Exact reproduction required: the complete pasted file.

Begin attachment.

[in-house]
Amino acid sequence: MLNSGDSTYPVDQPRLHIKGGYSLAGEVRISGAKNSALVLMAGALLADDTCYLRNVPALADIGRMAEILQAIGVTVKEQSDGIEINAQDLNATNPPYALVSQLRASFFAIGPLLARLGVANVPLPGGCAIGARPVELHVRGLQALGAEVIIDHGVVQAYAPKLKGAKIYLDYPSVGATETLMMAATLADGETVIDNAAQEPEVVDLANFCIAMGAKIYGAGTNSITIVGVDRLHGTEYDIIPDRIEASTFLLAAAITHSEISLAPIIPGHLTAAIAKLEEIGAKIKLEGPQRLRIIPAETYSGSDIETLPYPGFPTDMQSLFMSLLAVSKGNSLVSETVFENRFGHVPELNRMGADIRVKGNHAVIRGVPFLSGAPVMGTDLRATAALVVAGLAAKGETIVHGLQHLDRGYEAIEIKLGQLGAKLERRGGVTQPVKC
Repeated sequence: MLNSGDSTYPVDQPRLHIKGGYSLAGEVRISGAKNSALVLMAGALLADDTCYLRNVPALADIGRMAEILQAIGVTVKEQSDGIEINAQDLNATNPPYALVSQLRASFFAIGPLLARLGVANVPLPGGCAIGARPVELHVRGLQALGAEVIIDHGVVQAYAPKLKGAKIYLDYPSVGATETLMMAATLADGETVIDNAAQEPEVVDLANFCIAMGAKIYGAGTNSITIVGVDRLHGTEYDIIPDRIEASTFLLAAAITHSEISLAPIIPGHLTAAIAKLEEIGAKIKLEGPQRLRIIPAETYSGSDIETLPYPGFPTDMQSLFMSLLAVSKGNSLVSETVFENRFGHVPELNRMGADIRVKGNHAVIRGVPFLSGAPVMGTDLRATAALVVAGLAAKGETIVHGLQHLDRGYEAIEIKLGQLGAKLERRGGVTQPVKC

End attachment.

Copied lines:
[in-house]
Amino acid sequence: MLNSGDSTYPVDQPRLHIKGGYSLAGEVRISGAKNSALVLMAGALLADDTCYLRNVPALADIGRMAEILQAIGVTVKEQSDGIEINAQDLNATNPPYALVSQLRASFFAIGPLLARLGVANVPLPGGCAIGARPVELHVRGLQALGAEVIIDHGVVQAYAPKLKGAKIYLDYPSVGATETLMMAATLADGETVIDNAAQEPEVVDLANFCIAMGAKIYGAGTNSITIVGVDRLHGTEYDIIPDRIEASTFLLAAAITHSEISLAPIIPGHLTAAIAKLEEIGAKIKLEGPQRLRIIPAETYSGSDIETLPYPGFPTDMQSLFMSLLAVSKGNSLVSETVFENRFGHVPELNRMGADIRVKGNHAVIRGVPFLSGAPVMGTDLRATAALVVAGLAAKGETIVHGLQHLDRGYEAIEIKLGQLGAKLERRGGVTQPVKC
Repeated sequence: MLNSGDSTYPVDQPRLHIKGGYSLAGEVRISGAKNSALVLMAGALLADDTCYLRNVPALADIGRMAEILQAIGVTVKEQSDGIEINAQDLNATNPPYALVSQLRASFFAIGPLLARLGVANVPLPGGCAIGARPVELHVRGLQALGAEVIIDHGVVQAYAPKLKGAKIYLDYPSVGATETLMMAATLADGETVIDNAAQEPEVVDLANFCIAMGAKIYGAGTNSITIVGVDRLHGTEYDIIPDRIEASTFLLAAAITHSEISLAPIIPGHLTAAIAKLEEIGAKIKLEGPQRLRIIPAETYSGSDIETLPYPGFPTDMQSLFMSLLAVSKGNSLVSETVFENRFGHVPELNRMGADIRVKGNHAVIRGVPFLSGAPVMGTDLRATAALVVAGLAAKGETIVHGLQHLDRGYEAIEIKLGQLGAKLERRGGVTQPVKC